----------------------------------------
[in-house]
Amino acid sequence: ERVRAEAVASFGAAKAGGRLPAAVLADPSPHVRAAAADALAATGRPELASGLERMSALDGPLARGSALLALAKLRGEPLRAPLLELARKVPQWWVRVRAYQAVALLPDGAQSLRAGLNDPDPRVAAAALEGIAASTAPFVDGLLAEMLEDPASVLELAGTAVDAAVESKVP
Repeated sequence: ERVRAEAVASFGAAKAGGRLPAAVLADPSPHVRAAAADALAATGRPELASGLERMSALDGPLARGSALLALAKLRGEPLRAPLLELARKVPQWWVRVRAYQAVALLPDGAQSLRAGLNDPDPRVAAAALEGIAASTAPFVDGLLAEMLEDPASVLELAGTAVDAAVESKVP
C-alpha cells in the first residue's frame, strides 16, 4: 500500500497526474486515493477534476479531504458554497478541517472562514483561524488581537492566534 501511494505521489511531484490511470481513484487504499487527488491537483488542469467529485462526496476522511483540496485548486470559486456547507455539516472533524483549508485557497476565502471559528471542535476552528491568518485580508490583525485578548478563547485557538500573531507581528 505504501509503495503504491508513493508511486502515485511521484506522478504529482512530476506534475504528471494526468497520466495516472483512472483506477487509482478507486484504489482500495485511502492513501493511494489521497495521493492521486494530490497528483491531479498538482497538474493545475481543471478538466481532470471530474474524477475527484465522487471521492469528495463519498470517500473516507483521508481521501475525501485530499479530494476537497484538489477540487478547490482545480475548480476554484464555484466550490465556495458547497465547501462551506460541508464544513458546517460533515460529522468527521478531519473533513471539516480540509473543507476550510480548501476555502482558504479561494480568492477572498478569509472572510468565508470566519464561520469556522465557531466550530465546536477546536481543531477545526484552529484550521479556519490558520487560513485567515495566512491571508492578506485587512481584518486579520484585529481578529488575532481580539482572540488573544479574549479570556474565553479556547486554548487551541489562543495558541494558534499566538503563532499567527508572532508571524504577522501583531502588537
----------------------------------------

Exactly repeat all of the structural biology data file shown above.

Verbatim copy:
[in-house]
Amino acid sequence: ERVRAEAVASFGAAKAGGRLPAAVLADPSPHVRAAAADALAATGRPELASGLERMSALDGPLARGSALLALAKLRGEPLRAPLLELARKVPQWWVRVRAYQAVALLPDGAQSLRAGLNDPDPRVAAAALEGIAASTAPFVDGLLAEMLEDPASVLELAGTAVDAAVESKVP
Repeated sequence: ERVRAEAVASFGAAKAGGRLPAAVLADPSPHVRAAAADALAATGRPELASGLERMSALDGPLARGSALLALAKLRGEPLRAPLLELARKVPQWWVRVRAYQAVALLPDGAQSLRAGLNDPDPRVAAAALEGIAASTAPFVDGLLAEMLEDPASVLELAGTAVDAAVESKVP
C-alpha cells in the first residue's frame, strides 16, 4: 500500500497526474486515493477534476479531504458554497478541517472562514483561524488581537492566534 501511494505521489511531484490511470481513484487504499487527488491537483488542469467529485462526496476522511483540496485548486470559486456547507455539516472533524483549508485557497476565502471559528471542535476552528491568518485580508490583525485578548478563547485557538500573531507581528 505504501509503495503504491508513493508511486502515485511521484506522478504529482512530476506534475504528471494526468497520466495516472483512472483506477487509482478507486484504489482500495485511502492513501493511494489521497495521493492521486494530490497528483491531479498538482497538474493545475481543471478538466481532470471530474474524477475527484465522487471521492469528495463519498470517500473516507483521508481521501475525501485530499479530494476537497484538489477540487478547490482545480475548480476554484464555484466550490465556495458547497465547501462551506460541508464544513458546517460533515460529522468527521478531519473533513471539516480540509473543507476550510480548501476555502482558504479561494480568492477572498478569509472572510468565508470566519464561520469556522465557531466550530465546536477546536481543531477545526484552529484550521479556519490558520487560513485567515495566512491571508492578506485587512481584518486579520484585529481578529488575532481580539482572540488573544479574549479570556474565553479556547486554548487551541489562543495558541494558534499566538503563532499567527508572532508571524504577522501583531502588537